Richard J. Evans writes:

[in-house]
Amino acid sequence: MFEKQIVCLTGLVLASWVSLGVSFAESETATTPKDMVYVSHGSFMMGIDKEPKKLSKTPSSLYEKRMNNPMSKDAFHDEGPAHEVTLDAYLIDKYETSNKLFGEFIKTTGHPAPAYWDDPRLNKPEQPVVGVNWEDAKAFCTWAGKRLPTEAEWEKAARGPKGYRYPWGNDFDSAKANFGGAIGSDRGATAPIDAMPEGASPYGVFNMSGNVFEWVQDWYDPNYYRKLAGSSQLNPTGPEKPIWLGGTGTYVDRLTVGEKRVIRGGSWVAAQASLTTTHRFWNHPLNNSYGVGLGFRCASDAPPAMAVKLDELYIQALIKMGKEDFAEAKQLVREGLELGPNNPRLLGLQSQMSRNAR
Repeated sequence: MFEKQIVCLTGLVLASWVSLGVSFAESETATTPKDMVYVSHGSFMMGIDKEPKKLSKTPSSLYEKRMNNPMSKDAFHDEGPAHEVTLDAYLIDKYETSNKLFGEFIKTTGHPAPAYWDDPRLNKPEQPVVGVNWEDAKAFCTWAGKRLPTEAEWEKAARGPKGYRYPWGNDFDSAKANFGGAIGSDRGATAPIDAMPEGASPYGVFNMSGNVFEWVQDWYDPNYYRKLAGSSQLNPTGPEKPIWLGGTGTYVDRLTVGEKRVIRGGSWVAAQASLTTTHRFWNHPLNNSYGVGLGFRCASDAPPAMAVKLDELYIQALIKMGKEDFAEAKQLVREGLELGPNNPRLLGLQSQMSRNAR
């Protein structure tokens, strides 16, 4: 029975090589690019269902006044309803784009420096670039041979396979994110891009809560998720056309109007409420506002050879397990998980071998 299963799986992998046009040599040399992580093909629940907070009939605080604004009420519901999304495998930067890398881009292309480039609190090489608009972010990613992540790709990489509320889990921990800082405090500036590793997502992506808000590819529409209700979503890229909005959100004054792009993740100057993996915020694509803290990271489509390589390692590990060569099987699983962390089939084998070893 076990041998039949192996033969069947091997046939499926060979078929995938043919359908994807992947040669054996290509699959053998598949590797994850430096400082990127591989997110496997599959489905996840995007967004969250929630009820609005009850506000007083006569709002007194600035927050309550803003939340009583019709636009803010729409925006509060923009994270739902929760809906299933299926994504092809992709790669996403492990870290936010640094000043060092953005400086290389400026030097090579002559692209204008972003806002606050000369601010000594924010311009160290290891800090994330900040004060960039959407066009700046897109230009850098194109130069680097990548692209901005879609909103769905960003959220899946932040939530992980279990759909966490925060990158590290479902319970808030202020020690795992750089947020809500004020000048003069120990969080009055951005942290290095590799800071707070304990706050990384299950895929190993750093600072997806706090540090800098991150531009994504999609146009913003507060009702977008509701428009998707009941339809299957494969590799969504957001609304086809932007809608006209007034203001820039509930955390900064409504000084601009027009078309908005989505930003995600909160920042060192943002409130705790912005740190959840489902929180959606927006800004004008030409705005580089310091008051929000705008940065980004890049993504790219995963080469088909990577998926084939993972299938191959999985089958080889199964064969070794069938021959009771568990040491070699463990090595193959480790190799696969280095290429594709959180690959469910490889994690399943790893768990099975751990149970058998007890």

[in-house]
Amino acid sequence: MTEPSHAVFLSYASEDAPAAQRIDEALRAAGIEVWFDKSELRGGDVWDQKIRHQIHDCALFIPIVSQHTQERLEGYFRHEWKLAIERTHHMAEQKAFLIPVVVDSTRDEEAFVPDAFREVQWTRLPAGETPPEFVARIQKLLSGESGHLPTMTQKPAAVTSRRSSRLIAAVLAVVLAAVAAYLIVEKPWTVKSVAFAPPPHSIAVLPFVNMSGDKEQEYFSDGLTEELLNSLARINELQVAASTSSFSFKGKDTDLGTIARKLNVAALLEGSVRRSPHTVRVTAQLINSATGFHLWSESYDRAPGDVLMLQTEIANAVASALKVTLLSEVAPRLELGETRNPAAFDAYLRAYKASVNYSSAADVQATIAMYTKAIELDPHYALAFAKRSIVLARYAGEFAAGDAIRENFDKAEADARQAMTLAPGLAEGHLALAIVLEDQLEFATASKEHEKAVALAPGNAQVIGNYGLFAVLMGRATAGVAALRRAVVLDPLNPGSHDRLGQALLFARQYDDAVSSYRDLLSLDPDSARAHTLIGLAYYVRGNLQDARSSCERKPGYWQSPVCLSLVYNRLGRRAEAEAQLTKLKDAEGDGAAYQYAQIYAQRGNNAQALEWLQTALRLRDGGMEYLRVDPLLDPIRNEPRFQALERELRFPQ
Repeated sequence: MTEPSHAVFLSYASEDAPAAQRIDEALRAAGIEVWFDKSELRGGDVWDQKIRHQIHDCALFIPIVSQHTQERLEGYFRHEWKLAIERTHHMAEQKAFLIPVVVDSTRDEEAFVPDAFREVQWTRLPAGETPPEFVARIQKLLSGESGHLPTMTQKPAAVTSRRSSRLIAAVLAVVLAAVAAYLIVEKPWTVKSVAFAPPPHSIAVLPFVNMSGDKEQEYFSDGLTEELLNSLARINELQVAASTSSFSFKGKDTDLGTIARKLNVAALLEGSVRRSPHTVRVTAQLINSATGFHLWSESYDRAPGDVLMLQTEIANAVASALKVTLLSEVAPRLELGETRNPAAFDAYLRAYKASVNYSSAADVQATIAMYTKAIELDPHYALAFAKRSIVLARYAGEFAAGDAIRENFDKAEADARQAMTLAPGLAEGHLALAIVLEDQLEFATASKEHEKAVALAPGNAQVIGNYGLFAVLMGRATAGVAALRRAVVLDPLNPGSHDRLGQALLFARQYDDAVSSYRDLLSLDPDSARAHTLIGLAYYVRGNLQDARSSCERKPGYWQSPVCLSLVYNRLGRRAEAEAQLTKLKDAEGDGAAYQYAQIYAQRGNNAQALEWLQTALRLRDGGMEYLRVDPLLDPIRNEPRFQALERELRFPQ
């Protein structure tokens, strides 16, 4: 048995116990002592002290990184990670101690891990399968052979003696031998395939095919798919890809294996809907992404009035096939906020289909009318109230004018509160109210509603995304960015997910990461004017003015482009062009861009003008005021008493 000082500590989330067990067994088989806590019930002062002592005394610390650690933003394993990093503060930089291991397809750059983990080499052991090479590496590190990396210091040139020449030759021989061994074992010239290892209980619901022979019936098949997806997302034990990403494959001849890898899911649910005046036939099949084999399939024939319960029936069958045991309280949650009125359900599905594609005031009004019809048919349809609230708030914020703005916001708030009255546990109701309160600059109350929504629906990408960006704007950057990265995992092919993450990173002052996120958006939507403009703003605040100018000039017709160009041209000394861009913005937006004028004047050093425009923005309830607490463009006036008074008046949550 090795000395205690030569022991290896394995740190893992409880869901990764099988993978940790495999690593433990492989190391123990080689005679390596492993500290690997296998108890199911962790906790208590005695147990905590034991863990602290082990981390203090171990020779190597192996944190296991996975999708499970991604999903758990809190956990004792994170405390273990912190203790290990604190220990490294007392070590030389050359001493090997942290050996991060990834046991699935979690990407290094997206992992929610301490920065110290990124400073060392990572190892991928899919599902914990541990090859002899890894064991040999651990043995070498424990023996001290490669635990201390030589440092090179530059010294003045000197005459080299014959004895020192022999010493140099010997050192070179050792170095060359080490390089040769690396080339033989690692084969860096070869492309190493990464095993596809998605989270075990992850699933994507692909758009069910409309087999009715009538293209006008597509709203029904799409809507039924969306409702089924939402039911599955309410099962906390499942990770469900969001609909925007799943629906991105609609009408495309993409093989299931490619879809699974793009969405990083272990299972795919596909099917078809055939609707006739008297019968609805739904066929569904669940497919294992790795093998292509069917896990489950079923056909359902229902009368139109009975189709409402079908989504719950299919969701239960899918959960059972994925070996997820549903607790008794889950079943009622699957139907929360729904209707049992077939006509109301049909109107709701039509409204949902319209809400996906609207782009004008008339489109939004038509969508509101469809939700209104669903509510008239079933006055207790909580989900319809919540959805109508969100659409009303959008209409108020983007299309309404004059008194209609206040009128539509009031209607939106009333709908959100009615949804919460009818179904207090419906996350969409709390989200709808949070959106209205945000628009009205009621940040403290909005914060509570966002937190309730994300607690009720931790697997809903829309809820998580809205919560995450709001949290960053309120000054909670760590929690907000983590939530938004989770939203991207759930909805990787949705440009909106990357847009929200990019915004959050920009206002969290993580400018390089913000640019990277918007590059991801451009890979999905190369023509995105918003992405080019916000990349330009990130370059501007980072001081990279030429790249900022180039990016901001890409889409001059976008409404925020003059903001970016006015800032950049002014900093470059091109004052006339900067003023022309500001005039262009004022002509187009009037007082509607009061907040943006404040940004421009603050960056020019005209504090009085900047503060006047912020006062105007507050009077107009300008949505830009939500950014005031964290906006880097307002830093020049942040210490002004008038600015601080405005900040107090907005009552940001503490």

On the morning of 24 June 1922, Walther Rathenau, the German foreign minister, set off for work from his villa in the Berlin suburb of Grunewald. The weather was fine, so he instructed his chauffeur to use the open-top limousine. The minister sat alone in the back. He took no security precautions, used the same route every day, and had dismissed the police protection he had been offered. As the car slowed down to negotiate a bend just before joining the main road, another car, an open-top tourer, came out of a side street and started to overtake it. Two men were sitting in the back, clad somewhat oddly in long leather coats and leather driving helmets.